Restrictive lung diseases are broadly classified into parenchymal and extra-parenchymal groups Parenchymal restriction results from diseases involving the lung itself. Interstitial pulmonary fibrosis (IPF) is the most common and most serious among these parenchymal disorders. Collagenic diseases: like rheumatoid arthritis, scleroderma, systemic lupus erythematosus Granulomatous: as sarcoidosis Irradiation: eg, for cancer breast Resection of part of lung tissue leads to actual loss of functioning parenchyma. Ankylosing spondylitis: chronic inflammatory condition of the spine (vertebral column: spondylitis) with partial fusion of the vertebrae and limitation of their movement (ankylosis). The mobility of the joints between ribs and vertebral column (costovertebral joints) is encroached upon.
Reminder about respiratory functions In obstructive disease, air trapping leads to marked increase of RV. Consequently, FRC and TLC (which include RV) are also increased. Vital capacity as a whole may be slightly decreased, but limitation of expiratory airflow leads to marked diminution of the earliest (and normally greatest) part of expiratory FVC (FEV1). So, we get marked decrease of FEV1/FVC. In restrictive disease, all lung volumes and capacities are decreased.
Smoking index: number of packs consumed daily, multiplied by number of years of smoking
Parenchymal RLD Extraparenchymal RLD
FVC Decreased Decreased
MVV Normal Decreased
DLCO Decreased Normal
FVC: Forced Vital Capacity
MVV: Maximum Voluntary Ventilation
DLCO: Carbon Monoxide Diffusion
Primary IPFPrimary IPF
Diffuse Fibrosing AlveolitisDiffuse Fibrosing Alveolitis
Usual Interstitial Pneumonia (UIP)Usual Interstitial Pneumonia (UIP)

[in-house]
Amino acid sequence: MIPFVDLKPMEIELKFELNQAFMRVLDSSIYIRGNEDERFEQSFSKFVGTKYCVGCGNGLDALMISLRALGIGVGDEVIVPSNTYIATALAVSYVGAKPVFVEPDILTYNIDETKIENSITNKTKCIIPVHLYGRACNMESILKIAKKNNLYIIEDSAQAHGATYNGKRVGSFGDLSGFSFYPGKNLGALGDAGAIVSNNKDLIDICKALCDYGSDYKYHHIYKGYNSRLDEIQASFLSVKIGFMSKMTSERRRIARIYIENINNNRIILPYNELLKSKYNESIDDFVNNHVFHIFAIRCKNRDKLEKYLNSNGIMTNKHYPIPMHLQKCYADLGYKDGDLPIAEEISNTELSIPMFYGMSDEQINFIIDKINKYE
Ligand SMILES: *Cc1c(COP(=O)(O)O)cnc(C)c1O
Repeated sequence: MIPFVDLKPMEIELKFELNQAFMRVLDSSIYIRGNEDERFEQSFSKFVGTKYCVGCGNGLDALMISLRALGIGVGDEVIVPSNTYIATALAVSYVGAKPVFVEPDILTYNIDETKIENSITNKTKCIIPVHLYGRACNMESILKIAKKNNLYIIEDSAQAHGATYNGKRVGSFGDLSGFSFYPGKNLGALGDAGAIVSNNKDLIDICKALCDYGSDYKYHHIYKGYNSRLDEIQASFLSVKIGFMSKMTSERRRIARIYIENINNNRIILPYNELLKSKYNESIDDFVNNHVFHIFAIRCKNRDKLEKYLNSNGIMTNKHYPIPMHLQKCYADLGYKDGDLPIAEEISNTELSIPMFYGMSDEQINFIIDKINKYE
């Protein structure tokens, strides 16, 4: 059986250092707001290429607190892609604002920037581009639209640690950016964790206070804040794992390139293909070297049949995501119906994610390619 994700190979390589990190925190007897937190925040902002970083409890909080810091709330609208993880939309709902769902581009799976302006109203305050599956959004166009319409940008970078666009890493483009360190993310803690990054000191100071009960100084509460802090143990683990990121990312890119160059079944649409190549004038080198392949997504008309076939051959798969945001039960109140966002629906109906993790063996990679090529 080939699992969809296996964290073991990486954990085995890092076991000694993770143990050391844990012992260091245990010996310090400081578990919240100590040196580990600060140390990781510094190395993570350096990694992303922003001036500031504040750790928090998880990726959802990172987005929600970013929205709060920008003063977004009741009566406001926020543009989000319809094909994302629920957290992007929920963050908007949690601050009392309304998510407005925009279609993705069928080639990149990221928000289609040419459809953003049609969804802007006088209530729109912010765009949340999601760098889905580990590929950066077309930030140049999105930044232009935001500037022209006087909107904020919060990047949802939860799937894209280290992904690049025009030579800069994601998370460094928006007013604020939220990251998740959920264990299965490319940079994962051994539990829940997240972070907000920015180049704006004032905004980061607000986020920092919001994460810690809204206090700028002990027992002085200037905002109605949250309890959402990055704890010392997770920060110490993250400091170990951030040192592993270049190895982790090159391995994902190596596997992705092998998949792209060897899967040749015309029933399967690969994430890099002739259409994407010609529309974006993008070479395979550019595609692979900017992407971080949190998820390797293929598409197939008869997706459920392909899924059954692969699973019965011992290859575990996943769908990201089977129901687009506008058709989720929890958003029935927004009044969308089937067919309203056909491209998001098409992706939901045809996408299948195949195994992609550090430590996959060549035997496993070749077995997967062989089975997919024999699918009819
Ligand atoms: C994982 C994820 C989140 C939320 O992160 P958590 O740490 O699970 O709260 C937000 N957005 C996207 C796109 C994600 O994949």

IPF is defined as a specific form of chronic,
fibrosing interstitial pneumonia of unknown
cause, typically affecting adults over 50 years,
limited to the lungs, and associated with the
histopathologic and/or radiologic pattern of
usual interstitial pneumonia (UIP)
It is the most frequent and devastating form of
IPF (median survival 3 years).
persist after cough
Acute or Subacute
)Hamman Rich Syndrome(
• Rapidly progressive,
• Fatal within few months
• Most cases.
• Slowly progressive
• Cyanosis may be only
exertional )short time for
Acute Exacerbation of IPFAcute Exacerbation of IPF
• Previous or concurrent diagnosis of idiopathic pulmonary fibrosis.
• Unexplained worsening or development of dyspnea within 30 days.
• HRCT with new bilateral ground-glass abnormality and/or
consolidation superimposed on background reticular or honeycomb
pattern consistent with UIP.
• Exclusion of alternative causes:
Left heart failure
• A test of aerobic capacity and endurance.
• Tests the global and integrated responses of all systems
involved during exercise, including pulmonary,
cardiovascular and neuromuscular systems.
• Does not provide specific information on each
• Easy, affordable )no need for expensive equipment or
advanced technician training(.
• Reflective of ADL )activities of daily living(: self-paced
and done at submaximal exercise capacity, like ADL.
• Strongly correlated with peak O2 uptake in many
It is used in many chronic cardiac (coronary heart disease, heart
failure) and respiratory (COPD, IPF) conditions for:
• Assessment of Functional Status.
• Prediction of Morbidity, Mortality.
• Pre-Treatment, Post-Treatment Comparison.
Unstable angina or myocardial infarction during last month.
- HR > 120 or < 50 bpm.
- BP > 180/100 mmHg.
Revise a recent ECG and revise the need for the test
- O2 Saturation < 88%>
• Usual walking aids used.
• Usual drug regimen continued.
• Supplemental O2 continued.
• Warming up period not allowed.
• Sit at rest on a chair near the start line for > 10 mins before
the test starts.
• STOP in case of:
- Chest pain - Staggering
- Intolerable dyspnoea - Diaphoresis
- Leg cramps - Pallor
What to Record at End of Test
• 6MWD (absolute value and percent of predicted value).
• Pulse, BP, RPP (Rate Pulse Product, a measure of myocardial exertion).
• Perceived dyspnoea, perceived exertion (modified Borg scale).
• O2 saturation.
Treatment of IPF:Treatment of IPF:
Non-Pharmacologic TreatmentNon-Pharmacologic Treatment
• Home Oxygen Therapy